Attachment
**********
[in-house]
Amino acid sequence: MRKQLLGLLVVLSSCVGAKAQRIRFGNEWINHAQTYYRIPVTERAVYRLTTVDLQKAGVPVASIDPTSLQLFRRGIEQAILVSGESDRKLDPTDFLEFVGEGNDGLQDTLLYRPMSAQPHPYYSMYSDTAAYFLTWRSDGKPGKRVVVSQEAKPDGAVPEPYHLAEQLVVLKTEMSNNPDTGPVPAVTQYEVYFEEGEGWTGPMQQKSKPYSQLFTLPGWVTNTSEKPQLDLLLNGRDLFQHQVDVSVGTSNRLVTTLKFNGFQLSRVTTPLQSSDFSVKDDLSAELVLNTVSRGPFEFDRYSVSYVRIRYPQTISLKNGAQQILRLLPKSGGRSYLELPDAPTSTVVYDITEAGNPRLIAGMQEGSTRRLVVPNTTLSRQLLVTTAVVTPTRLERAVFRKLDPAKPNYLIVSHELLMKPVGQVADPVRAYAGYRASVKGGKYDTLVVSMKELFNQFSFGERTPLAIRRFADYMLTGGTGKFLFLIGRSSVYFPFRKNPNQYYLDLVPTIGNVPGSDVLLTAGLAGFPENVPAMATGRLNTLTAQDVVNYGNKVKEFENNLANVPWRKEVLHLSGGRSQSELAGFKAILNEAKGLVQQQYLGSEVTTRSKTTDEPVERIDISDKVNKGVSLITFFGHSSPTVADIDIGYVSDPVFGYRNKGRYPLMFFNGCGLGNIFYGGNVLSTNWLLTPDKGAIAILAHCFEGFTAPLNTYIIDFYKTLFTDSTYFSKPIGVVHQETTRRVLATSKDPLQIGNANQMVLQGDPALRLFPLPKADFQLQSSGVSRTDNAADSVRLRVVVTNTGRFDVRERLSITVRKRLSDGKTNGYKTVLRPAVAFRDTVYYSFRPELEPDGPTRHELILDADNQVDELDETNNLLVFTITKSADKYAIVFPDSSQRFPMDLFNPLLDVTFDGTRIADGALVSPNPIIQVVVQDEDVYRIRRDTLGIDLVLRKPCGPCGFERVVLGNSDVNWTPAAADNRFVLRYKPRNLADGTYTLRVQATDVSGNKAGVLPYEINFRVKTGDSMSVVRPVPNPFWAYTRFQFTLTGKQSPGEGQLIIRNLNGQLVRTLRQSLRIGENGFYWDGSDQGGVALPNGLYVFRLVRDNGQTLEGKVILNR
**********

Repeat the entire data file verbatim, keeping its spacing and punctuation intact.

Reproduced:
[in-house]
Amino acid sequence: MRKQLLGLLVVLSSCVGAKAQRIRFGNEWINHAQTYYRIPVTERAVYRLTTVDLQKAGVPVASIDPTSLQLFRRGIEQAILVSGESDRKLDPTDFLEFVGEGNDGLQDTLLYRPMSAQPHPYYSMYSDTAAYFLTWRSDGKPGKRVVVSQEAKPDGAVPEPYHLAEQLVVLKTEMSNNPDTGPVPAVTQYEVYFEEGEGWTGPMQQKSKPYSQLFTLPGWVTNTSEKPQLDLLLNGRDLFQHQVDVSVGTSNRLVTTLKFNGFQLSRVTTPLQSSDFSVKDDLSAELVLNTVSRGPFEFDRYSVSYVRIRYPQTISLKNGAQQILRLLPKSGGRSYLELPDAPTSTVVYDITEAGNPRLIAGMQEGSTRRLVVPNTTLSRQLLVTTAVVTPTRLERAVFRKLDPAKPNYLIVSHELLMKPVGQVADPVRAYAGYRASVKGGKYDTLVVSMKELFNQFSFGERTPLAIRRFADYMLTGGTGKFLFLIGRSSVYFPFRKNPNQYYLDLVPTIGNVPGSDVLLTAGLAGFPENVPAMATGRLNTLTAQDVVNYGNKVKEFENNLANVPWRKEVLHLSGGRSQSELAGFKAILNEAKGLVQQQYLGSEVTTRSKTTDEPVERIDISDKVNKGVSLITFFGHSSPTVADIDIGYVSDPVFGYRNKGRYPLMFFNGCGLGNIFYGGNVLSTNWLLTPDKGAIAILAHCFEGFTAPLNTYIIDFYKTLFTDSTYFSKPIGVVHQETTRRVLATSKDPLQIGNANQMVLQGDPALRLFPLPKADFQLQSSGVSRTDNAADSVRLRVVVTNTGRFDVRERLSITVRKRLSDGKTNGYKTVLRPAVAFRDTVYYSFRPELEPDGPTRHELILDADNQVDELDETNNLLVFTITKSADKYAIVFPDSSQRFPMDLFNPLLDVTFDGTRIADGALVSPNPIIQVVVQDEDVYRIRRDTLGIDLVLRKPCGPCGFERVVLGNSDVNWTPAAADNRFVLRYKPRNLADGTYTLRVQATDVSGNKAGVLPYEINFRVKTGDSMSVVRPVPNPFWAYTRFQFTLTGKQSPGEGQLIIRNLNGQLVRTLRQSLRIGENGFYWDGSDQGGVALPNGLYVFRLVRDNGQTLEGKVILNR